We're only one week into the election campaign, and broken promises are already looming large.
Specifically, Scott Morrison's failure to pass legislation to form a federal anti-corruption commission since the last election.
It was an election promise that most definitely has not been met and, as broken promises go, failing to directly address transparency and honesty in government ranks pretty low on the pub-test scale.
The Prime Minister has long maintained - in the past few months, especially - that his government would only bring the bill to Parliament if Labor backed it.
Scott Morrison and other Liberal MPs have repeatedly pointed to a lack of Labor support for its failure to legislate the watchdog, even as the government faces increasing pressure to live up to its now long-out-of-date promise.
And now, Labor leader Anthony Albanese has neatly called the Prime Minister's bluff.
He has, in turn, promised to pass such a bill by the end of the year if elected to power.
"If elected, a national anti-corruption commission will be the first priority of the attorney-general in an Albanese Labor government," he said in a statement on Friday.
Of course, at this stage, it's all just words, just as Morrison's last election promise has turned out to rest on little more than semantics and a half-hearted exposure draft bill in 2020.
But these are words that, in an election campaign especially, rest on notions of integrity and trustworthiness.
And, at the end of what was a horror start to Labor's campaign last week, this latest move is a canny one.
No one is walking into this latest development blind.
Labor has already tried in the past to pass a more detailed alternative bill that has been languishing since 2019. It's a bill that has garnered support from across the political spectrum of the Parliament.
If voters care about these kinds of things - and, judging by voter comments in the wake of Albanese's failure to recall key figures around unemployment in one of his first campaign doorstops last week, they most certainly do - the willingness of Labor to step into the integrity void created by the Coalition may well be a deciding factor.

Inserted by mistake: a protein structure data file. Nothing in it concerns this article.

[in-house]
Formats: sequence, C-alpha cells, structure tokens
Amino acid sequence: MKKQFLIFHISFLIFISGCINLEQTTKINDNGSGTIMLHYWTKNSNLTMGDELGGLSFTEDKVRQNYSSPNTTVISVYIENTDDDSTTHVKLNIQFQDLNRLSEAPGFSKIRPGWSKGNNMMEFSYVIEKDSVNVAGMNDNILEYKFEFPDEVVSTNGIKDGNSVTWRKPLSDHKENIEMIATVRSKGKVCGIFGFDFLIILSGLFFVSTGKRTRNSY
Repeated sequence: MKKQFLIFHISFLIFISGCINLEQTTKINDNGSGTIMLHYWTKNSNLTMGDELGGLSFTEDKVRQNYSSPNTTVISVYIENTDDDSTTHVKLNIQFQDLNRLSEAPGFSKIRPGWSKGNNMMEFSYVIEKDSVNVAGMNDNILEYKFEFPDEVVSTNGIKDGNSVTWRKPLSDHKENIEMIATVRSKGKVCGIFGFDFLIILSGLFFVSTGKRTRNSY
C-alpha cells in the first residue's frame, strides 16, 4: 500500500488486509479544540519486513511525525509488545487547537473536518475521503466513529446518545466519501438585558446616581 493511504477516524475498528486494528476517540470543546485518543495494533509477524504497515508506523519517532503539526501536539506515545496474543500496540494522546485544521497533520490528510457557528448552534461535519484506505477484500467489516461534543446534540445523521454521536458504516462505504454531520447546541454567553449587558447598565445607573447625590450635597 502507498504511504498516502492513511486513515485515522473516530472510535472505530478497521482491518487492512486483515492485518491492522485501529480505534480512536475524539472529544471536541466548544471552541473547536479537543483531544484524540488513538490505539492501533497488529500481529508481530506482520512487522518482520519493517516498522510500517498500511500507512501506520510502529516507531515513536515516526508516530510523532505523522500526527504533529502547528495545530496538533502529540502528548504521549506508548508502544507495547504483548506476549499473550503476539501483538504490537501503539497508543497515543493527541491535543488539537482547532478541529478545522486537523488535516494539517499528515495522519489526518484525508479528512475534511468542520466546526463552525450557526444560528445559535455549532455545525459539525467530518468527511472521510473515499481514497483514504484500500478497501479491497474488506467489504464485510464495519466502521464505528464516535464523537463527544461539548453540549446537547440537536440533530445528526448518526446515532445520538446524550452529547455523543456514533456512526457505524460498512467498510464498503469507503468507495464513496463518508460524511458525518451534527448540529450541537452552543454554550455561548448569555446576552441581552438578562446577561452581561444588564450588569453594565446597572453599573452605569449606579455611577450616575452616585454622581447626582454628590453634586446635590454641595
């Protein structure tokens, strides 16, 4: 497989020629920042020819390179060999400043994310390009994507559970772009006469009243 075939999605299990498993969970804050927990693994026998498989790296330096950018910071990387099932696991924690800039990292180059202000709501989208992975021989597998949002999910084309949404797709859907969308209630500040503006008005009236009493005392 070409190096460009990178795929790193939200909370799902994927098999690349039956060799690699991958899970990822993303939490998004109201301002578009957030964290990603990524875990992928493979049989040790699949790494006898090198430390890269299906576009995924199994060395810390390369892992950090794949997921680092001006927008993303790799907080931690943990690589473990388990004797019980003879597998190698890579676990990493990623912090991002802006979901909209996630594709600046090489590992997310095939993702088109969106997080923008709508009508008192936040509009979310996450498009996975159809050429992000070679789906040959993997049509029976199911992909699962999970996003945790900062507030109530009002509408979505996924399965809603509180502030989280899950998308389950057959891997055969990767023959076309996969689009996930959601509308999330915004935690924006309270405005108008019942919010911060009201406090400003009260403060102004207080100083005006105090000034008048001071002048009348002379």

Will it be enough to blot out Albanese's early blunder?
But if his gaffe felt like a gift to the incumbent, questions this week over the $500,000 taxpayer-funded payout to former Coalition staffer Rachelle Miller, the former lover of Liberal minister Alan Tudge, come practically gift-wrapped as a reciprocal present.
These questions have certainly raised issues of integrity and government accountability - almost a textbook example of why an integrity commission should be an ongoing priority of both parties, let alone an election promise in any era.
Albanese's words are fighting ones, to be sure.
"Mr Morrison has delayed and obfuscated for over three years - and then this week it became clear he has absolutely no intention of honouring his promise to deliver a national anti-corruption commission at all," he said.
"The question for Mr Morrison is - why do you fear an anti-corruption commission? What is it you're afraid they will find?"
Again, at the end of week one, it's all just words, and we all know how easily these can be manipulated.
But in an election culture filled with rhetoric and grandstanding, this one, among all the others, is a question worth asking - and answering. For now, it's one for the opposition to savour.
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